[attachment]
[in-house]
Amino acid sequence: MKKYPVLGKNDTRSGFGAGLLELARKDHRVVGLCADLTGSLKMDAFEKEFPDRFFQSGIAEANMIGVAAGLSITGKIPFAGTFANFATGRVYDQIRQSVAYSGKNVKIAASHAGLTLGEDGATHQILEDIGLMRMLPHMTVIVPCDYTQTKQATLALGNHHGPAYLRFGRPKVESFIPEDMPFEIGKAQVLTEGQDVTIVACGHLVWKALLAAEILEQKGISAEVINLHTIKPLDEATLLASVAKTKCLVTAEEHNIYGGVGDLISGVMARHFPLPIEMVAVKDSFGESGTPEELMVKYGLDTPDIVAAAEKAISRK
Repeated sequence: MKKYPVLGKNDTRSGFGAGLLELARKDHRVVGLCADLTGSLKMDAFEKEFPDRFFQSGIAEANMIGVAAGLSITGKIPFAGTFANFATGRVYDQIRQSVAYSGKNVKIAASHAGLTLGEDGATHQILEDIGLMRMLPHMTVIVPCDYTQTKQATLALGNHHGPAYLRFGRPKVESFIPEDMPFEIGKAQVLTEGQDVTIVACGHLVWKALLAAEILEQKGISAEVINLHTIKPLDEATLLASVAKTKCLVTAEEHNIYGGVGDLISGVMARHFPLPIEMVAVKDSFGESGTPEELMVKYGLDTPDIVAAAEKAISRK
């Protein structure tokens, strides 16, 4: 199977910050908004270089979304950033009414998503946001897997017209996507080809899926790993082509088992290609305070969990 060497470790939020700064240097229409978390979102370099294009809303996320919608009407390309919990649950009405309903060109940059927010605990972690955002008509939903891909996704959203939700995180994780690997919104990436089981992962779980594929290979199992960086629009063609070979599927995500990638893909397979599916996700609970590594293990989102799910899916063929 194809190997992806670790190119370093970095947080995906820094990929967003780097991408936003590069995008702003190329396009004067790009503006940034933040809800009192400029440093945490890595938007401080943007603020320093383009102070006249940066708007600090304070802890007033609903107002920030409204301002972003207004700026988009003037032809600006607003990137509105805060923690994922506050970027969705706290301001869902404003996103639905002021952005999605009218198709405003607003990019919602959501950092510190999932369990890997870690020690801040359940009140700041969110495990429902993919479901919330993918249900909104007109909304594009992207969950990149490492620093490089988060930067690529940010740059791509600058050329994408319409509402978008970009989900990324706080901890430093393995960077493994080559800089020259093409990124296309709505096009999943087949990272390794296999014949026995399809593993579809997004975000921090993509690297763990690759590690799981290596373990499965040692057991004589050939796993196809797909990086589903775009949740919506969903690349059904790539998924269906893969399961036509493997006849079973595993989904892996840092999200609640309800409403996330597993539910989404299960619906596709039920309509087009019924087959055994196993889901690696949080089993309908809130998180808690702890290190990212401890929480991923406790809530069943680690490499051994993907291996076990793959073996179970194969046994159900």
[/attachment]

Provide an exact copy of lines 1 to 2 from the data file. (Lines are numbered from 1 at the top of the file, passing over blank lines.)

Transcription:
[in-house]
Amino acid sequence: MKKYPVLGKNDTRSGFGAGLLELARKDHRVVGLCADLTGSLKMDAFEKEFPDRFFQSGIAEANMIGVAAGLSITGKIPFAGTFANFATGRVYDQIRQSVAYSGKNVKIAASHAGLTLGEDGATHQILEDIGLMRMLPHMTVIVPCDYTQTKQATLALGNHHGPAYLRFGRPKVESFIPEDMPFEIGKAQVLTEGQDVTIVACGHLVWKALLAAEILEQKGISAEVINLHTIKPLDEATLLASVAKTKCLVTAEEHNIYGGVGDLISGVMARHFPLPIEMVAVKDSFGESGTPEELMVKYGLDTPDIVAAAEKAISRK